It was there, just over two years ago, where his brother jumped into the fast-moving waters following an encounter with law enforcement; where a body turned up weeks later, identified as Brian Reed, in a sad end to a sad story.
The bond of brotherhood is strong, a point validated dozens of times this week when Jim and John Harbaugh, the first pair of head-coaching brothers to face off in a Super Bowl, have been asked to discuss their affection for each other. Unfortunately, the bond of brotherhood has been validated in somber instances this week, as well.
"Brotherhood," Davis said, "is always being there whenever your brother needs you."
At this week's Super Bowl, all three men -- Reed, Smith and Davis -- will be thinking about their brothers. Smith's brother, Tevin Chris Jones, was killed in a September motorcycle crash in Virginia. Davis' brother, Michael, is currently facing a murder charge, accused of killing a 66-year-old tourist last April in Washington D.C.
"At first, it tore me apart," Davis told NFL.com. "I couldn't sleep. It just tore me up inside. I couldn't believe that it happened. We all go through things in our life, and it's for a reason. I don't worry about it because it will take care of itself."
Davis nonetheless recalls racing home to the D.C. area from San Francisco upon hearing the news of Michael's situation, just as Smith went home when he first heard of his brother's accident a few months later. Both men had other siblings (Vernon's other brother Vontae is a cornerback for the Indianapolis Colts) who needed their support, needed them to be there.
"I think about all of my family before this big game," Smith said. "It's been a long road to get here. I don't just isolate my brother just because he's gone -- I think about all of them just the same."
But beyond the tribulations all three men faced in the wake of devastating developments, Davis, Smith and Reed also came to understand that brotherhood extends beyond blood. They all leaned on teammates to give them peace.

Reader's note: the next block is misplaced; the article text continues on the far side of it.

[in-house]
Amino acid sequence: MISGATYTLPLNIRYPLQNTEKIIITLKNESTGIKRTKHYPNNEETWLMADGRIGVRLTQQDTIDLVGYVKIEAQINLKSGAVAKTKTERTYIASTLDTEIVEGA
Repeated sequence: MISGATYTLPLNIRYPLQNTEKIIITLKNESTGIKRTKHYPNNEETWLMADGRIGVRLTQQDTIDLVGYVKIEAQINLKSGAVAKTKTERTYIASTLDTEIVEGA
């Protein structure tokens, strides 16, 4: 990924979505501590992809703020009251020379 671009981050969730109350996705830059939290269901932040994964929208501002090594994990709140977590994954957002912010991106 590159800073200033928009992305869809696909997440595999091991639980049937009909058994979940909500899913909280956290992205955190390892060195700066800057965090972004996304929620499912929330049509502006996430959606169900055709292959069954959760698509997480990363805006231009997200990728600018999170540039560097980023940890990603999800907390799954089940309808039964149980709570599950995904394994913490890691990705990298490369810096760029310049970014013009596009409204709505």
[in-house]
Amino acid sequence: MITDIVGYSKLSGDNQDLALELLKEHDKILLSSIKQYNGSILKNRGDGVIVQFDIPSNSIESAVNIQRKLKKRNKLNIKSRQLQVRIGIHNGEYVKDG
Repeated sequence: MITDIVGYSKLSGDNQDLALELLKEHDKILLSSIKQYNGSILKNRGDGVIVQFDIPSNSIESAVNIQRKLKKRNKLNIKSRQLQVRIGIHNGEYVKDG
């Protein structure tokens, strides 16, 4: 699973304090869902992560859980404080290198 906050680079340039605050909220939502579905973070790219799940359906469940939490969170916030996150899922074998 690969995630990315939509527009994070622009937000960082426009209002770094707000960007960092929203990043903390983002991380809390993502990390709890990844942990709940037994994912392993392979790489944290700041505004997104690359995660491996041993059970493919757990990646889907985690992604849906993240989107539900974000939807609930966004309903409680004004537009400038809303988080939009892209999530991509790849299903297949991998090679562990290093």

Smith, for instance, leaned on Reed, who understood his plight better than anyone. He also sought out friend and teammate LaQuan Williams for support.
"When that happened to his brother, I just wanted to be there for him, because he'd always been there for me in tough situations," Williamssaid. "It's tough. That's a very tough situation. You need support. You need someone to help get you through it, and I wanted to be that guy for him."
Smith said he has found peace after his brother's loss through the advice of his teammates, like Reed, who have helped the second-year receiver realize that "none of us know when or how we're going to die."
Davis, meanwhile, has also learned to focus on the thoughts he can control. Michael was declared mentally incompetent to stand trial in May, and his situation remains pending. Davis said his brother's mental disability furthers the difficulty in dealing with the situation.
For Reed, the sadness of his own loss has resurfaced this week in a return to his hometown, where his brother died.
But all three players, despite the recent hardships, will not allow those situations to sway their focus as they prepare for the Super Bowl. Instead, they are using the adversity to help them recognize the importance of brotherhood -- a brotherhood that now extends to their teammates as much as their families.
"Regardless of my brother's passing, we've stayed focused on the task at hand, and that was being the best team we could be," Smith said. "There are ups and downs in everything. That's the beauty of this game.
"There's going to be highs and lows, and you've got to stay steady through it. That's what I'm going to do."